These filters have cutoff frequencies set so that their effect in the audible range is as small as possible. An indeed, if everything is perfectly linear, these things are practically inaudible.
However, the effect of such circuitry on phase response can extend much further than around the cutoff frequencies. And as we’ve learned already, phase determines the distribution of energy over time.
Let’s look at what happens to our 100 Hz square wave from above when it passes a 12 dB/oct highpass filter at 30 Hz.
The filter cuts off low enough to not audibly affect the magnitudes of the square wave. It doesn’t take away any energy from the signal. Still the waveform changes drastically.
The original square wave has its signal energy distributed equally over time. The filter changes that. It takes away energy from some regions and puts it somewhere else. The RMS level stays the same, but peak level increases strongly.
So let’s look at the numbers for this artificial example.
The original square wave has a peak level of -12.04 dBFS, while the true (intersample) peak level is at -9.94 dBFS, an increase of 2.1 dB.
The digital peak level of the highpass filtered signal reaches -7.62 dBFS, with a true peak level of -6.32 dBFS. Thus, the true peak of this highpass-filtered analog signal is nearly 6 dB higher than the original digital peak level, thus nearly double the voltage!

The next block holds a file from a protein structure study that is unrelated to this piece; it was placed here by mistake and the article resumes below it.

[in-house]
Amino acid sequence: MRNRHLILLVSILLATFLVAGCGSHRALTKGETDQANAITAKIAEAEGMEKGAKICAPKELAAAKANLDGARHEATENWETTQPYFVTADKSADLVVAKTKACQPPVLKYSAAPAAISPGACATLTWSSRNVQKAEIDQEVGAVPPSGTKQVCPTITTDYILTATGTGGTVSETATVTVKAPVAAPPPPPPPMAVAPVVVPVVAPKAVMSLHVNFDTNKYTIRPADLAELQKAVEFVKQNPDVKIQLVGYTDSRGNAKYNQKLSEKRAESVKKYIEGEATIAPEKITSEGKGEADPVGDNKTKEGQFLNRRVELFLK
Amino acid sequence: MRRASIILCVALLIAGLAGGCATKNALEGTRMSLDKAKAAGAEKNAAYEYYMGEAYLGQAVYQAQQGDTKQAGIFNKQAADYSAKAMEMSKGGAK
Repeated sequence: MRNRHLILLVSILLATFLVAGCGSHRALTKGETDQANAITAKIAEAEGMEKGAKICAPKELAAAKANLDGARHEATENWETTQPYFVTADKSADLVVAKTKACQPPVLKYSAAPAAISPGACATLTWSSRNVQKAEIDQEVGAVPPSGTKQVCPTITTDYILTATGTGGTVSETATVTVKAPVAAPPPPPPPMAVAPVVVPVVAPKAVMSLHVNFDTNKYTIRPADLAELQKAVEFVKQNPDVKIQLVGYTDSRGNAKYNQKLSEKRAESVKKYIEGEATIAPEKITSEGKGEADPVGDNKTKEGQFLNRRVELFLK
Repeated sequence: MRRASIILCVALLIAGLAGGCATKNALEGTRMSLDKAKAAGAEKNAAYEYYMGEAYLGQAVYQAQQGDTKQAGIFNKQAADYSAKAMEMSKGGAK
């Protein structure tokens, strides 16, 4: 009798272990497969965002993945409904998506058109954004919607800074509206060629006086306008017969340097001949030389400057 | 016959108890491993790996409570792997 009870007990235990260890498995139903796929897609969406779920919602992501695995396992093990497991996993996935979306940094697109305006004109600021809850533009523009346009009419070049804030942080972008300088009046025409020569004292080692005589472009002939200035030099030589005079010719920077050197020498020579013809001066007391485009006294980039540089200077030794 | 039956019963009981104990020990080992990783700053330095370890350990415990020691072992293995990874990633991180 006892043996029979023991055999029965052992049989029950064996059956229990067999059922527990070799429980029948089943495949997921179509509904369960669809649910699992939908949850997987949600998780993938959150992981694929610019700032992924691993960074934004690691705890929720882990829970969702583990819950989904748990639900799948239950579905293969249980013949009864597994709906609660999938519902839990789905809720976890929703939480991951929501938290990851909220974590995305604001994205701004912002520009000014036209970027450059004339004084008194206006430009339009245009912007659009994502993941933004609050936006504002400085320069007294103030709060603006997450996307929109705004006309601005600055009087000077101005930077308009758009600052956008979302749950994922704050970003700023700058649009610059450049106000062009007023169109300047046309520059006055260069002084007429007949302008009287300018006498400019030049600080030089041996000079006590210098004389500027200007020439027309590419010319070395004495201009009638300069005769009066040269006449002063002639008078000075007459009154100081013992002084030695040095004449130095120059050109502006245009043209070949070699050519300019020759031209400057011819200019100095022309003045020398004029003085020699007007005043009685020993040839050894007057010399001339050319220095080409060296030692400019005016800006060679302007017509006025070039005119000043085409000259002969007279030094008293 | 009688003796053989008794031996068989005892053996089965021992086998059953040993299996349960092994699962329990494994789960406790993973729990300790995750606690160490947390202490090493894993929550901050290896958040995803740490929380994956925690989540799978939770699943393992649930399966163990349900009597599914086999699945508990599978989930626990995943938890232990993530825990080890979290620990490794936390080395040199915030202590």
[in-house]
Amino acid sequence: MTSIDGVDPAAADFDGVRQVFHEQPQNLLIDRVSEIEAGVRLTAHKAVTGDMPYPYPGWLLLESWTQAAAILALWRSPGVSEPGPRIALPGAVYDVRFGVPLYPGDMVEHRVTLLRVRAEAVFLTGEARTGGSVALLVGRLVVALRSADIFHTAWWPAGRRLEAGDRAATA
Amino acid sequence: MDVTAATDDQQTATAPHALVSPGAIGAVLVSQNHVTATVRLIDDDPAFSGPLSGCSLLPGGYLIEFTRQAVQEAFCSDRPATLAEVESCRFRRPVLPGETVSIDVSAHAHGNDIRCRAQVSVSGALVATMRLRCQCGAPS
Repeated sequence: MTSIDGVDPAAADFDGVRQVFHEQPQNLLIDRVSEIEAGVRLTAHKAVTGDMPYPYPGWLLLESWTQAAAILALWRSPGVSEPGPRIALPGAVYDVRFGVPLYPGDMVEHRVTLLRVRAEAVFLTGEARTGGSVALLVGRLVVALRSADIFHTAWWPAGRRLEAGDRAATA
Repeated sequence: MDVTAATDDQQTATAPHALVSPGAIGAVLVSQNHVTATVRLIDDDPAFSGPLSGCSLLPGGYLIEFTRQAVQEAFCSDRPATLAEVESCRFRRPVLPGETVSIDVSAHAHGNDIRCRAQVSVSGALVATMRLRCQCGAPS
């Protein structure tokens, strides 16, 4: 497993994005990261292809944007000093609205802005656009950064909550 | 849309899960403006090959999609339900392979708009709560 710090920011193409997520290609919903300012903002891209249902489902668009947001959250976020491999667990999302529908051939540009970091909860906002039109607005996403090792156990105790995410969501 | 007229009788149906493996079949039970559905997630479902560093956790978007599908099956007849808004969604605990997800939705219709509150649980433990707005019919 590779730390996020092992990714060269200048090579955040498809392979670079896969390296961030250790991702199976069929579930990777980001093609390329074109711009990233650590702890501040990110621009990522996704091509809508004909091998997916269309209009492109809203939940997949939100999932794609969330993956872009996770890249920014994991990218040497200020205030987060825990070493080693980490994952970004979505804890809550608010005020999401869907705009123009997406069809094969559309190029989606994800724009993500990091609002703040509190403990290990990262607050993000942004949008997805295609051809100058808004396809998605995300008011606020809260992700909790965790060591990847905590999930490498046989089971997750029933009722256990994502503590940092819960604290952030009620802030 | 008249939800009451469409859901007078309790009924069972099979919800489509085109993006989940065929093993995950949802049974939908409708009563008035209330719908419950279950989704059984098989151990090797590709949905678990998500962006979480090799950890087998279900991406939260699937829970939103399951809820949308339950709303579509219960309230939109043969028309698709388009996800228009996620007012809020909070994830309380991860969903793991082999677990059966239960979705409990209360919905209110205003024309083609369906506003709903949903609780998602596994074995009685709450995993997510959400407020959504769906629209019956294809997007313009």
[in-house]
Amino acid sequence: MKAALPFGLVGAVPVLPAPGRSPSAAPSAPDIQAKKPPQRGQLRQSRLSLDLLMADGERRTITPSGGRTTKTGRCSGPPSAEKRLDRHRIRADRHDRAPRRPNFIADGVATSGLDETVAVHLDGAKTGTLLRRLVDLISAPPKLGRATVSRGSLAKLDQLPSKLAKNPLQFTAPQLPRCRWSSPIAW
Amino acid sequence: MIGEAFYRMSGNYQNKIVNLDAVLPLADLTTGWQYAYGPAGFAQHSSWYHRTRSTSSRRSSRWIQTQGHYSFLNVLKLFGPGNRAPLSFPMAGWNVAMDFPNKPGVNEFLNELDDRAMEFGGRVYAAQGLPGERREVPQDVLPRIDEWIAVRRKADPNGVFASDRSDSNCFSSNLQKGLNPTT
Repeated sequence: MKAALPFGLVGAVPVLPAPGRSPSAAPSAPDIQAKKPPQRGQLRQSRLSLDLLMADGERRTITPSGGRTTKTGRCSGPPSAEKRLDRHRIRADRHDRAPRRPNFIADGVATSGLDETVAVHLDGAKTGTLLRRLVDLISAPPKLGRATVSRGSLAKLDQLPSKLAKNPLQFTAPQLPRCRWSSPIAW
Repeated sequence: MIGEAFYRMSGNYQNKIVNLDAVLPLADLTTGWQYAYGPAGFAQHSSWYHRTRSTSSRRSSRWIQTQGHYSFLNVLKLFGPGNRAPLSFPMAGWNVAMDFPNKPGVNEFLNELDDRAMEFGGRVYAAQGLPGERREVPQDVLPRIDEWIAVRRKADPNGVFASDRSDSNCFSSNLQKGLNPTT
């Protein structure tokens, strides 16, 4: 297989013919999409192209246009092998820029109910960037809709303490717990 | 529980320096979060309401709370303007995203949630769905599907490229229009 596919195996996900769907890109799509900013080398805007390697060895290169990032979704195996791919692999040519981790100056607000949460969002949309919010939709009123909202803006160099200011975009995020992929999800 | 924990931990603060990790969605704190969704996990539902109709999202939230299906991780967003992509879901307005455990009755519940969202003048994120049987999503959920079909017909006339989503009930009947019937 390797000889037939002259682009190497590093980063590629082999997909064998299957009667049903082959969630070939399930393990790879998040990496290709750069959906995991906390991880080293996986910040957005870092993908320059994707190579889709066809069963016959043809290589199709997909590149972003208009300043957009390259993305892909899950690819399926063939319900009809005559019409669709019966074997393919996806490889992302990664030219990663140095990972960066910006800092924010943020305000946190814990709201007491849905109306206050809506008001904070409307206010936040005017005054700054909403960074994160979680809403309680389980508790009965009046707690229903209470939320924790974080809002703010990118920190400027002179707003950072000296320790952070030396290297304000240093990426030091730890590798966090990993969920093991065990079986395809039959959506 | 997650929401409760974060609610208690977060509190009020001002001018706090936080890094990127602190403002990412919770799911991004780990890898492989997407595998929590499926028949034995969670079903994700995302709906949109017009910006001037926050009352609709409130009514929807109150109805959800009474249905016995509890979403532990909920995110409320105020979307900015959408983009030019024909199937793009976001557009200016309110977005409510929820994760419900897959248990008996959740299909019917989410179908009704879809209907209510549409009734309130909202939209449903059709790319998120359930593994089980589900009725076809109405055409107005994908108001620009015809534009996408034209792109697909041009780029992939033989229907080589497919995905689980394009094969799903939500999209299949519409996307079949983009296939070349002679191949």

Of course this is an artificial example, and that doesn’t have much significance in practice. In the real world, the peak level increase will be smaller, but still significant.
You can easily test it for yourself with real world material. Just take some of your own material or something from your music library, put some low-cutoff highpass filters on it and notice the increase of peak levels. Also compare with readings of true peak meters to put things into perspective. In my own tests, with loudly mastered music, the effects of highpass filtering have been consistently stronger than the difference in peak level due to intersample peaks alone.
So this is another good reason to continue the trend towards softer and more dynamic masters. With more air to breathe, such nifty phenomena won’t destroy our listening pleasure.
Have you tested this issue with some of your favorite tracks? Share your results in the comments!